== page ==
YEAR IN REVIEW

No artist is an island: One author's love letter to the community that pushed her through adversity

A troubling diagnosis might have defined award-winning author Catherine Hernandez's 2016 — but she got by with a little help from her friends.

After a troubling diagnosis, Catherine Hernandez got by with a little help from her friends

Catherine Hernandez is the award-winning author behind the forthcoming Scarborough, the novel, due out 2017 through Arsenal Pulp Press. (Zahra Siddiqui)

This is part of a series of personal essays in which CBC Arts asked Canadian artists to reflect back on the year that was. This essay is by award-winning author and playwright Catherine Hernandez.​

I don't want to jinx anything, but I've never had writer's block. I'm not claiming to be magic or evolved — I just have faith the universe will provide me the words when I need them, and those brief pauses when inspiration is thin are simply pauses. Time to stretch. Time to hike. Time to listen.

Imagine, though, what happens if you're a writer and the stories are abundant but the only words your body is screaming are "No!" or "Help!" or "Please!"

That's why it's a miracle that, in the final moments of 2016, I'm handing in my final draft of my first novel, Scarborough , to my publisher. But I did not do it alone. It took an entire team of generous people to make this book possible for you to read come spring 2017. Here's why.

Catherine Hernandez's 2017 novel Scarborough. (Arsenal Pulp Press)

In late 2015, I was given the Asian Canadian Writers' Workshop Emerging Writer's Award for the unpublished manuscript. The momentum from this award would be fleeting and I had to start shopping it around to potential publishers as soon as possible.

That's when I was diagnosed with Adrenal Fatigue, and I started to see signs I had to withdraw from topical steroid use. Cue the sound of a needle scratching across a record. The party was over. And when I say "party" I mean the life that I lived pretending that my eyes weren't swelling shut or my body wasn't breaking down when faced with the smallest of tasks. I had to commit to what could be a lifetime of extreme pain. I won't go into details here but in a nutshell, picture being so itchy and inflamed from head to toe that you want to scratch your skin off. And guess what? By putting your shirt on or typing on your computer you can do just that: watch your skin come right off.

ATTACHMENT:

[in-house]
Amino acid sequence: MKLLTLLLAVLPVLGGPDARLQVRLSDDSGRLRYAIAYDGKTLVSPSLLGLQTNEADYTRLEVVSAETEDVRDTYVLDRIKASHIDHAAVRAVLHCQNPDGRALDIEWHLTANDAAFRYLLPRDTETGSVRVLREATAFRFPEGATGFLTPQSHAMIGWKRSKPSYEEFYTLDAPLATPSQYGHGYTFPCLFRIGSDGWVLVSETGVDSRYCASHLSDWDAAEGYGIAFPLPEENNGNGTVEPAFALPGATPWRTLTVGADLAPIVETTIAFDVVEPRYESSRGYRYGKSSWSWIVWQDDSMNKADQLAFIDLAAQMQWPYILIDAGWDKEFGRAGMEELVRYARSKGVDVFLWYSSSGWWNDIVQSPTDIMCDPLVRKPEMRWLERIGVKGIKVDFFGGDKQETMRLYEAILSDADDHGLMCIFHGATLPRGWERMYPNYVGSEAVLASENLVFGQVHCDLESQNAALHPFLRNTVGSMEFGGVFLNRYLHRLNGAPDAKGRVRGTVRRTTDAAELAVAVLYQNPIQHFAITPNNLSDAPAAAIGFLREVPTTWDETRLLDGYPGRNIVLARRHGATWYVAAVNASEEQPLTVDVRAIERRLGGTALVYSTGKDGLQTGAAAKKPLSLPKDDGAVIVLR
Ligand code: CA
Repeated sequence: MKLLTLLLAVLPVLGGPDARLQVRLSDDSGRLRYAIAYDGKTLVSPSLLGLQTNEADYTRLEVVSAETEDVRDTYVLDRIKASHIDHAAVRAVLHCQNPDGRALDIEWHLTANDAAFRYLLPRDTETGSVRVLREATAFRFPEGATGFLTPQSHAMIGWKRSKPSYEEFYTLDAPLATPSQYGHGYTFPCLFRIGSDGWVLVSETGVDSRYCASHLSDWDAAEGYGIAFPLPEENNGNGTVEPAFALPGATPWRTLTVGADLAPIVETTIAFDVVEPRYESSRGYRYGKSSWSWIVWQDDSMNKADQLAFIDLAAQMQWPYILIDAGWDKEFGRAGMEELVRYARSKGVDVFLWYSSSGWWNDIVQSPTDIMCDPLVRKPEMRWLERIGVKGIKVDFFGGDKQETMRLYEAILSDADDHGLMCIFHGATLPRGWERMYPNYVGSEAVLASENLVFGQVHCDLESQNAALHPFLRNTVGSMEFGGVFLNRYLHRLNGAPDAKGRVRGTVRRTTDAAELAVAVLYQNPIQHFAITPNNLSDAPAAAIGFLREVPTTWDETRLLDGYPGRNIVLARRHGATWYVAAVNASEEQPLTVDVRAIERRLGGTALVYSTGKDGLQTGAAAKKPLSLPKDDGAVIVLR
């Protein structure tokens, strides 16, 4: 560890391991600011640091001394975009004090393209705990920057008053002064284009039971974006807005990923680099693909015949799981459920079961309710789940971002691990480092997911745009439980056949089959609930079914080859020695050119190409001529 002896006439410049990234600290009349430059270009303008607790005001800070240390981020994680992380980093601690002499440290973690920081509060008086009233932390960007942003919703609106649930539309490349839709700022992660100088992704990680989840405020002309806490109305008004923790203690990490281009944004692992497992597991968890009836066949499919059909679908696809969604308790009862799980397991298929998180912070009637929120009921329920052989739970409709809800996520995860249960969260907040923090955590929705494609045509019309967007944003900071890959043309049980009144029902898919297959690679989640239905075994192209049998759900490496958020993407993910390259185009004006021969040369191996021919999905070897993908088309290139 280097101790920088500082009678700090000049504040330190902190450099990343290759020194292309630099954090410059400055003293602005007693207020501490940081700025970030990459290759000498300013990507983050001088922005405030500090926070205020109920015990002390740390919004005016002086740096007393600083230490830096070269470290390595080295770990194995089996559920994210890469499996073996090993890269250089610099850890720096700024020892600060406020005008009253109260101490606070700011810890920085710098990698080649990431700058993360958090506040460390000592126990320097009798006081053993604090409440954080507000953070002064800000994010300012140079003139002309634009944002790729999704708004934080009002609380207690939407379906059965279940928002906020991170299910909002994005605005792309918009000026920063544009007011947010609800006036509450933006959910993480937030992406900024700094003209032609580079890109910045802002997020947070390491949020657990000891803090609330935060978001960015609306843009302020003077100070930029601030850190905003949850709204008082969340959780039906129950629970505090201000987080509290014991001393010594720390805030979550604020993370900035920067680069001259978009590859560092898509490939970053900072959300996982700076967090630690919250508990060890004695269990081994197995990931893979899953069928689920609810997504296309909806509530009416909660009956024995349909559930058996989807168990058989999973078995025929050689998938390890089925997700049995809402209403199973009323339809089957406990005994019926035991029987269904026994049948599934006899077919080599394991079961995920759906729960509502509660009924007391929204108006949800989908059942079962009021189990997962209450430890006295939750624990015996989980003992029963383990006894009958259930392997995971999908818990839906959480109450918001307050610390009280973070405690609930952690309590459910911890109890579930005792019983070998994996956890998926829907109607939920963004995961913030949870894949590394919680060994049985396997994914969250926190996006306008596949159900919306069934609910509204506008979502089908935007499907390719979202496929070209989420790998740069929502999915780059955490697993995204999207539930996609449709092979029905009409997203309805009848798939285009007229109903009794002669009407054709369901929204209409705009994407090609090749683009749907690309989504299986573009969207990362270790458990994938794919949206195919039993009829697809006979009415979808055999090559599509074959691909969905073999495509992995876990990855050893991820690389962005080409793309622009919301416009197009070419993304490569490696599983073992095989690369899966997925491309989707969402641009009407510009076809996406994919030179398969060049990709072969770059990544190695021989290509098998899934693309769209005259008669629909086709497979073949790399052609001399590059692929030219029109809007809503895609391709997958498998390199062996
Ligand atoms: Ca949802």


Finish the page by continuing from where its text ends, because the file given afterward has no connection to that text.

How the hell was I going to finish this book?

2016 changed everything for me as an artist. We often think of our lives as lone wolves; as competitors in a world of scarcity. But it truly took a team to make this novel come to fruition.- Catherine Hernandez

I asked Governor General Award-nominated playwright Donna-Michelle St. Bernard to help me edit. To be clear, I had small windows of time where I was pain-free and not high on painkillers. Oh yes, and there was the entire complication around the fact that I am a home daycare owner and mother to a tween. So that gave me a whopping 30 minutes a day to write something that I hoped would be spared from a publisher's recycling bin.

Based on Donna-Michelle's input, I would wipe baby bums and rewrite passages in my head. I would put down toddlers for naps and reconsider character arcs. Then when my day was over and before my next round of painkillers, I would write for 30 blessed and beautiful minutes.

(catherinehernandezcreates.com)

My mentor Jim Wong-Chu advised me that before I could show the manuscript to publishers, I had to rework its ending. I thought this was impossible — I could barely speak a complete sentence, let alone consider such drastic changes. But then it happened.

It was nighttime. I was already high on medication, sitting outside of my house in the middle of the winter to cool down my inflammation. I came inside and told my loving partner, Nazbah Tom, the new ending. "I need you to remember what I told you. I can't remember all of this." Nazbah did this over and over again, this remembering things for me and telling me when I was sober and pain-free.

Once I completed the second draft, I contacted my Playwrights Canada Press publisher Annie Gibson, my Flamingo Rampant children's book publisher S. Bear Bergman and my colleague Michael Erickson of Glad Day Bookshop. I told them I was chronically ill and I needed their industry sway to get this book published. Without hesitation, they each offered to contact publishers on my behalf. The final letter, sent from Erickson to Arsenal Pulp Press, gave my book the future it deserves.

2016 changed everything for me as an artist. We often think of our lives as lone wolves, as competitors in a world of scarcity. But it truly took a team to make this novel come to fruition. Jim's mentorship; Donna-Michelle's guidance; Nazbah's support; Annie, Bear and Michael's generosity.

Now my body is no longer screaming "No!" or "Help!" or "Please." My fingers, currently healed, are typing this last email to my editor, kissing this story goodbye. And the words my body are singing are "Yes!" and "I'm ready!" and "Thank you!"

Catherine Hernandez is the award-winning author of Scarborough, the novel (Arsenal Pulp Press 2017) and M is for Mustache: A Pride ABC Book (Flamingo Rampant Press). Her plays include Singkil, Eating with Lola and The Femme Playlist.